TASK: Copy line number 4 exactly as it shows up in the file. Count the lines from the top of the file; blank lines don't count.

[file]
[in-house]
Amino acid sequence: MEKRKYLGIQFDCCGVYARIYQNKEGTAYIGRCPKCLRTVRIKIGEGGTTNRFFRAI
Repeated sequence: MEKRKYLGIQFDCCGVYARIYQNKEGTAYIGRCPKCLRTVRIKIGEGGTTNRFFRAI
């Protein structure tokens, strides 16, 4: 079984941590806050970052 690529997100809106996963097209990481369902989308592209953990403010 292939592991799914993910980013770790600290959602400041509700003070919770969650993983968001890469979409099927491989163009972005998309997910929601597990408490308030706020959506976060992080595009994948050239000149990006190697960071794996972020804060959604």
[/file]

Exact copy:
């Protein structure tokens, strides 16, 4: 079984941590806050970052 690529997100809106996963097209990481369902989308592209953990403010 292939592991799914993910980013770790600290959602400041509700003070919770969650993983968001890469979409099927491989163009972005998309997910929601597990408490308030706020959506976060992080595009994948050239000149990006190697960071794996972020804060959604």